Obama Eludes 'Angry Black Man' Debate Trap
He showed no fear of stepping on a racial land mine in the rematch with Romney.
There were some extremely tense moments between the president and the former governor. Their exchange over energy policy and oil early in the debate found the two men standing uncomfortably close and displaying the kind of body language that, had they been seated on a talk-show stage together, would have resulted in security being summoned to stand between the two rivals. But interestingly, in those exchanges it was Romney who appeared on the brink of losing his cool.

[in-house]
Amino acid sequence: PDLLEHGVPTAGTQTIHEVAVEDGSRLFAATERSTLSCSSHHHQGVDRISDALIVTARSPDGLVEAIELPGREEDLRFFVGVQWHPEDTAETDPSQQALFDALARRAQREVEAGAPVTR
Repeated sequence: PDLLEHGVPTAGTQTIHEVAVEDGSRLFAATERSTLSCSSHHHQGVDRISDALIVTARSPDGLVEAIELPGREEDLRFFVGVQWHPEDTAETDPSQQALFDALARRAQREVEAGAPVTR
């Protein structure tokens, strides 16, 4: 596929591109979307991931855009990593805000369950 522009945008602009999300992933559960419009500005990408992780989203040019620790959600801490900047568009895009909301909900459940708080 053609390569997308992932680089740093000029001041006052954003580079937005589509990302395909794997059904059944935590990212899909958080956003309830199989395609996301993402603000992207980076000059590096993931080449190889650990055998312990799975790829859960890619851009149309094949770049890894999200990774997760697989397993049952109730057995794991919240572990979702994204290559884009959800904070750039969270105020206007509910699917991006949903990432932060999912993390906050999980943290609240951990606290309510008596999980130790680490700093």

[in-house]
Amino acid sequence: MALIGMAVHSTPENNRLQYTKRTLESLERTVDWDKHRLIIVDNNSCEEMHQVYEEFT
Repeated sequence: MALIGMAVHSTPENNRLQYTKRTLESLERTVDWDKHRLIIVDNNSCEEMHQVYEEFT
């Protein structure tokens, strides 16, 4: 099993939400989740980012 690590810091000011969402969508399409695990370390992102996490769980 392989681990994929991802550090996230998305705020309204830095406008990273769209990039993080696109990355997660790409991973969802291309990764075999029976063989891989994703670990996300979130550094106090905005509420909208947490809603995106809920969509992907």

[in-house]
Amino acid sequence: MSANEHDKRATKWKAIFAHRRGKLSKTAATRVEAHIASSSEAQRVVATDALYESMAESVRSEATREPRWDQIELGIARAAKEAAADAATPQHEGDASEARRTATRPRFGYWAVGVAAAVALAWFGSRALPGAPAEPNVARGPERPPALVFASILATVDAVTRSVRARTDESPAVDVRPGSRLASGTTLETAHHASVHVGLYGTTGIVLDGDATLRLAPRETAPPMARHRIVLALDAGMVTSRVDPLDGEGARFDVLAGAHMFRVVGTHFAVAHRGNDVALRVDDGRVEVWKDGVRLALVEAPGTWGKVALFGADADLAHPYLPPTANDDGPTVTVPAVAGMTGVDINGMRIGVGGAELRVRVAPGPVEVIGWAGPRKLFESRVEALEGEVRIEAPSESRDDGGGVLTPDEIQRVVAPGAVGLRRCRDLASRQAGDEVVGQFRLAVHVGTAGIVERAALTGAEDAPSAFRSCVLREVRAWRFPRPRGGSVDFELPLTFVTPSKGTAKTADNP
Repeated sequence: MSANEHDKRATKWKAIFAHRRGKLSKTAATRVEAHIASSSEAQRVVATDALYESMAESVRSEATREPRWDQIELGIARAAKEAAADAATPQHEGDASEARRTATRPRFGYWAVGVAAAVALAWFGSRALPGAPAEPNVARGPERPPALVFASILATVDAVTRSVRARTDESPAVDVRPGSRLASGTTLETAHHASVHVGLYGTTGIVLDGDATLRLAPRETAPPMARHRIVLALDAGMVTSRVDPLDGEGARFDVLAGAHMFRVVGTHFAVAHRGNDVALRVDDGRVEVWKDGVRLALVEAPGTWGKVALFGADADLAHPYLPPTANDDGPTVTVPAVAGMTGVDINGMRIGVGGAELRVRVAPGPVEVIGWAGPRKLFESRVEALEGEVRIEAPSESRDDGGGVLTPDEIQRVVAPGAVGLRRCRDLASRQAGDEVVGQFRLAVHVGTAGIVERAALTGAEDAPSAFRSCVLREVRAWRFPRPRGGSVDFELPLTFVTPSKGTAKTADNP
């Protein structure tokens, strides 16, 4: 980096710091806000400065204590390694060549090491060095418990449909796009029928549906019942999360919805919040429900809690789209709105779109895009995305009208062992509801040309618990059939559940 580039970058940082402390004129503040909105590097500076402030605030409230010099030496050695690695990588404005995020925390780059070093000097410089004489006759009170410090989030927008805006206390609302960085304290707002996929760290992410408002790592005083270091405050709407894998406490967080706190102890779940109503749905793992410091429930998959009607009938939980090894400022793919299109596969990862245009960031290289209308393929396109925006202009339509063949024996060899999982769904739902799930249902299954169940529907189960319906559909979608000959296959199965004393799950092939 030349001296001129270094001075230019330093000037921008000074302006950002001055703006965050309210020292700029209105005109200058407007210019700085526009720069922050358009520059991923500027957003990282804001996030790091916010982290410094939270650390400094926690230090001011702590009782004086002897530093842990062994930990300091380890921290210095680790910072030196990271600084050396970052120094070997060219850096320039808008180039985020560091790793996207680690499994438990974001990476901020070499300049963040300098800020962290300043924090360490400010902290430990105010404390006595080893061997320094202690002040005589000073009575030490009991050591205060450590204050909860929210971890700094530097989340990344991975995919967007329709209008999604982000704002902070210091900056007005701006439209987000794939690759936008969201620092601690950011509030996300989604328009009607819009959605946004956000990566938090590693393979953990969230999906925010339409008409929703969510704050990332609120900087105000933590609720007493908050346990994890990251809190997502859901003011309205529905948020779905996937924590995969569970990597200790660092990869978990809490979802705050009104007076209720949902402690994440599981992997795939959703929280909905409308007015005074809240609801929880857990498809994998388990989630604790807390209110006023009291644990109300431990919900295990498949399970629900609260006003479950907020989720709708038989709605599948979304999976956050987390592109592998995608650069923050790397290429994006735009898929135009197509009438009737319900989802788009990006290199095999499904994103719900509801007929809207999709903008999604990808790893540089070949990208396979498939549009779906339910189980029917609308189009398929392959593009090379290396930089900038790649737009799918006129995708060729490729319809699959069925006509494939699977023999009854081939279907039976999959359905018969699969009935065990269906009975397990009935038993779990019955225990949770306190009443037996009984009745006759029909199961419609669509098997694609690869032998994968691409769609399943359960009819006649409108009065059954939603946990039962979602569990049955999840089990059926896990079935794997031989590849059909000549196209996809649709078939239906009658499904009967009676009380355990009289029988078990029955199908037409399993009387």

To be clear, the evening was not a slam dunk for the president. Based on how badly his poll numbers slipped after the last debate, he has so much ground to make up that it will take more than one solid performance to dig his campaign out of the hole in which it now appears to be. But this was certainly a start. Finding his voice as a fighter and getting over his apparent fear of being perceived as "angry" was an important first step. Equally important was that he seemed to get comfortable finding ways to make his opponent angry.
After Romney's aggressive performance, which included speaking over moderator Candy Crowley and ordering the president to sit down and answer questions, it's possible a new stereotype might gain steam in American media and politics this election cycle: "the angry white man."